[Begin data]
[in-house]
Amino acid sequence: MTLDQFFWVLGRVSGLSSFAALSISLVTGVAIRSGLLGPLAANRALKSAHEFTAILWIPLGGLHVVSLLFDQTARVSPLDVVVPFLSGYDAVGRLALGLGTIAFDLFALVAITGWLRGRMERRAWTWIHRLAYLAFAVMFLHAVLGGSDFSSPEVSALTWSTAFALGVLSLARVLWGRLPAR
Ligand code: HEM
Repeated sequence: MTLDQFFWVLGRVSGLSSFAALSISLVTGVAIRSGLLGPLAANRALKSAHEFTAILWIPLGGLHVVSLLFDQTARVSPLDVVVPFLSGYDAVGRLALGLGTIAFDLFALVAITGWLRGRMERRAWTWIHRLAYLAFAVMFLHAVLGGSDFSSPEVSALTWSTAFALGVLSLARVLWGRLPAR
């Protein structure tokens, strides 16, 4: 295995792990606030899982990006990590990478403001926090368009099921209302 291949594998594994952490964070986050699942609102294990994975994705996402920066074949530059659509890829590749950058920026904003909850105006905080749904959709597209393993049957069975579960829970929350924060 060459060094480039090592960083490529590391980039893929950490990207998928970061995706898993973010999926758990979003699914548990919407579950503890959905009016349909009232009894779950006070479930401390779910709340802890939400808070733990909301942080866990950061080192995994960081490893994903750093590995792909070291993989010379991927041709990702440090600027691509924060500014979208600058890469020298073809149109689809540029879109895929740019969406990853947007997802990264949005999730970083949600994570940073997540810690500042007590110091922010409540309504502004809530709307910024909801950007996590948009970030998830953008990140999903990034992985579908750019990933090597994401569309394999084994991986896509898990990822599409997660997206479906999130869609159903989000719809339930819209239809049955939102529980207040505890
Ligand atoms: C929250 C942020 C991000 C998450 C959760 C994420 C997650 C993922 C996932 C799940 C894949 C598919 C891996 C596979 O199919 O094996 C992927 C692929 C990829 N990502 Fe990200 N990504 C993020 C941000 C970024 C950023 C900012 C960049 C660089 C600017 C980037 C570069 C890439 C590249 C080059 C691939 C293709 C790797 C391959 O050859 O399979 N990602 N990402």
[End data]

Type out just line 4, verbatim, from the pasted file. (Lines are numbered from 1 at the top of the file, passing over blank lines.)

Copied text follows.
Repeated sequence: MTLDQFFWVLGRVSGLSSFAALSISLVTGVAIRSGLLGPLAANRALKSAHEFTAILWIPLGGLHVVSLLFDQTARVSPLDVVVPFLSGYDAVGRLALGLGTIAFDLFALVAITGWLRGRMERRAWTWIHRLAYLAFAVMFLHAVLGGSDFSSPEVSALTWSTAFALGVLSLARVLWGRLPAR